The Year 5s had a most enjoyable trip to Twickenham – one we’ll never forget.
We began our tour in the Rugby World Museum where we followed the history of the game from seeing the first international rugby jersey in 1871 to the William Webb Ellis World Cup. There were a number of displays, some with trophies such as the Calcutta Cup. The Museum also has a section that is made up of games. We were able to test our strength on the scrumming machine whilst a favourite activity was the running game.
Our guides then collected us with one group going to the workshop where they learnt about the clothing worn over the years from the School House at Rugby School in the 1840s to the modern sponsored gear. We also examined the different rugby balls and boots that have been used over the same period of time. At one stage they used corks for studs. We then had competitions in which we were given lists of items that we had to collect and dress into according to the instructions.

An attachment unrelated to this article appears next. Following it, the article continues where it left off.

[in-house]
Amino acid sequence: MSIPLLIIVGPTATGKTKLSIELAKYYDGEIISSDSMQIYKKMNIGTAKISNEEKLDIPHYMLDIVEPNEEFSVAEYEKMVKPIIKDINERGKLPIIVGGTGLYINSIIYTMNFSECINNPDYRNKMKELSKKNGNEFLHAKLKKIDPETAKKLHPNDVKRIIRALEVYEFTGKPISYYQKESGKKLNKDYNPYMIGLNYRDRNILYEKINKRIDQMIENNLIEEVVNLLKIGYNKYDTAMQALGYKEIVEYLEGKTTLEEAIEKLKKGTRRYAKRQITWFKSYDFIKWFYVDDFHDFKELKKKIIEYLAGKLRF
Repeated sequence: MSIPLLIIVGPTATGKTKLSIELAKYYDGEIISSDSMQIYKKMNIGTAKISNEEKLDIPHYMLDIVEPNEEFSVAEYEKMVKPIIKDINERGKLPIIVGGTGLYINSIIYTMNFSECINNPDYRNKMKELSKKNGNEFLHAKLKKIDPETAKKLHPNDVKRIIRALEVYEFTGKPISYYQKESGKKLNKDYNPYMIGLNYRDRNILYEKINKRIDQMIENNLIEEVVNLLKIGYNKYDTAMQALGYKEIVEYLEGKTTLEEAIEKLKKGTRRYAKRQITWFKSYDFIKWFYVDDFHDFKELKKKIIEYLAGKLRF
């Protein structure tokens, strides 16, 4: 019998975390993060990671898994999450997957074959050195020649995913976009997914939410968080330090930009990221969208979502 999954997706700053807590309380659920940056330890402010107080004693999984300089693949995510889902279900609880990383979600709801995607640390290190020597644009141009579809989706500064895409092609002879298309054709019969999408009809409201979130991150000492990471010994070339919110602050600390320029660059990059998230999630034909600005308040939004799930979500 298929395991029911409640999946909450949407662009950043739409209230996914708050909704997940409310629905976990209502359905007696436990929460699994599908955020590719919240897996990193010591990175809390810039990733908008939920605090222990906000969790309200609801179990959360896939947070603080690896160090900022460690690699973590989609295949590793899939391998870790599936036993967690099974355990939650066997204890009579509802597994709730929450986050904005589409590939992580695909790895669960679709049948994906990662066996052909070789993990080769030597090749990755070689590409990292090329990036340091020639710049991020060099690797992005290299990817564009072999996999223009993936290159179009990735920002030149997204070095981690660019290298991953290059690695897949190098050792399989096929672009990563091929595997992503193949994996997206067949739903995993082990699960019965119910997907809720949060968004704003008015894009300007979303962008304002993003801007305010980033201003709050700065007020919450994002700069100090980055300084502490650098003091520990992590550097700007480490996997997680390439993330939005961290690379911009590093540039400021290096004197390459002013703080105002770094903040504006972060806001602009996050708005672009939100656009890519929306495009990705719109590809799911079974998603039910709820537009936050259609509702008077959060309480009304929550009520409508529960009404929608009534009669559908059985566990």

The other group went on a stadium tour during which they learnt that the stadium seats 82 000; that the grass on the field is three per cent artificial, and that massive lights are used to make the grass think it’s sunlight. Unfortunately, the lights also attract foxes.
In the England changing room we sat where the international players sit; saw the various baths and massage beds; read the boards with lists of players, and learnt about the roles of the coaches and doctors. After that we went up to the royal box and discovered that the President of the Rugby Football Union will invite forty guests on match day. The table was already set up for the lunch before the match against Italy.
We saw players from England’s women’s team practising and met Emily Scarratt who scored the most points when the English won the World Cup. Matt Dawson – who was scrum-half when England won the 2003 men’s World Cup – saw us and came across to chat about Twickenham.
Millie and Maddy, Year 5